Last updated on: 9/4/2008 | Author:

Paul Finkelman, PhD Biography

President William McKinley Distinguished Professor of Law and Public Policy at Albany Law School
Con to the question "Should the Death Penalty Be Legal?"

“There are in fact six strong arguments against sending McVeigh off to his final reward.

First, there is the traditional ethical argument that the state should never take life when it can avoid doing so… McVeigh does not threaten anyone now, so we need not execute him. Why should society reduce itself to McVeigh’s level? His acts are unspeakable — he took the lives of people for no reason, other than to make a statement. Do we do anything different by taking his life?

Second, McVeigh is certainly not a threat to anyone in the future… Third, executing McVeigh will fit into McVeigh’s game plan… Fourth, executing McVeigh will also not serve as a deterrent to similar crimes… Fifth, executing him prevents us from ever learning the full truth about his co-conspirators… This leads to the last argument against his execution. Putting McVeigh to death may very well create a martyr… [Not executing McVeigh] would also send a message that the United States will not lower itself to the level of the Timmy McVeigh’s of the world.”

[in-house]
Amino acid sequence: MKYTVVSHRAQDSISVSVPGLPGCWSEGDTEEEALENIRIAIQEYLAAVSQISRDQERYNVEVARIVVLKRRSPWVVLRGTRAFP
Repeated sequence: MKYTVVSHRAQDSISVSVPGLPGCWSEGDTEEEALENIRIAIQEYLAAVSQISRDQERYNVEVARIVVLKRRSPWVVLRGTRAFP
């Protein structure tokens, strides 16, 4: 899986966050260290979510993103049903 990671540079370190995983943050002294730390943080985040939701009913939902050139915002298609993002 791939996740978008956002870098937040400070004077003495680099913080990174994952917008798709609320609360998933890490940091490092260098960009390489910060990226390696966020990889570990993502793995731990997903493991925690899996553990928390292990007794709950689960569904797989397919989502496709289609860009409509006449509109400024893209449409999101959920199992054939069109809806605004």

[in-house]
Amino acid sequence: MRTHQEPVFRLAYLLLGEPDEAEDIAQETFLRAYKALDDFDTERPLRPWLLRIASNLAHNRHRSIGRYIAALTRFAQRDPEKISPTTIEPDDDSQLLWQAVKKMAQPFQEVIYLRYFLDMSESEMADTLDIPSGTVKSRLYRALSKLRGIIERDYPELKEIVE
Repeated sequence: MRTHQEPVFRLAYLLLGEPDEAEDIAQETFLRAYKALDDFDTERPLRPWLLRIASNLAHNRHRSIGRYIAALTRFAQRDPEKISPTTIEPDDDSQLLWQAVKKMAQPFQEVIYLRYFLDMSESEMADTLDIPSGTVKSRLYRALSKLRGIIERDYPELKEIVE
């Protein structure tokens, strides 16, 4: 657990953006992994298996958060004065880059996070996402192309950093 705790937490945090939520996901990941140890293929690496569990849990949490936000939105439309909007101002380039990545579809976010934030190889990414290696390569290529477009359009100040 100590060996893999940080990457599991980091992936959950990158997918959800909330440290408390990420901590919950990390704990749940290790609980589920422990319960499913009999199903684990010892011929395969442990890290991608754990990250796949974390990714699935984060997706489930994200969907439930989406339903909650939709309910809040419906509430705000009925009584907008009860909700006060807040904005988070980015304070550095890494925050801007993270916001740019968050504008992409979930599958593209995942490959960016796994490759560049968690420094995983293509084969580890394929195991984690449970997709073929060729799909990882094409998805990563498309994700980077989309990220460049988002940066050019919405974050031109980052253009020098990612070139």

“Why We Shouldn’t Execute Timothy McVeigh,” Forum, Apr. 2001

Involvement and Affiliations:
  • President William McKinley Distinguished Professor of Law and Public Policy, Albany Law School, 2006-present
  • Senior Fellow, Government Law Center, Albany Law School, 2006-present
  • Chapman Distinguished Professor of Law, University of Tulsa College of Law, 1999-2006
  • John F. Seiberling Professor, University of Akron School of Law, 1998-1999
  • Baker & Hostetler Visiting Professor, Cleveland-Marshall College of Law, 1997-1998
  • Distinguished Visiting Professor, Hamline Law School, 1997
  • University of Miami, Charlton W. Tebeau Visiting Research Professor, 1996
  • Visiting Associate Professor of Law, Chicago-Kent College of Law, 1995
  • Visiting Associate Professor, Virginia Tech, 1992-1995
  • Visiting Associate Professor of Law, Brooklyn Law School, 1990-1992
  • Assistant Professor, History, SUNY Binghamton, 1984-1990
  • Assistant Professor, History, University of Texas, 1978-1984
  • Fellow in Law and Humanities, Harvard Law School, 1982-1983
  • Visiting Assistant Professor, Texas Law School, 1982
  • Andrew W. Mellon Faculty Fellow, Washington University, 1977-1978
  • Visiting Lecturer, History, University of California, Irvine, 1976-1977
  • PhD, University of Chicago, 1976
  • MA, University of Chicago, 1972
  • BA, Syracuse University, 1971
  • Listed as one of the ten most cited legal historians in Brian Leiter’s Law School Rankings’ “Most Cited Law Professors by Specialty, 2000-2007,” 2007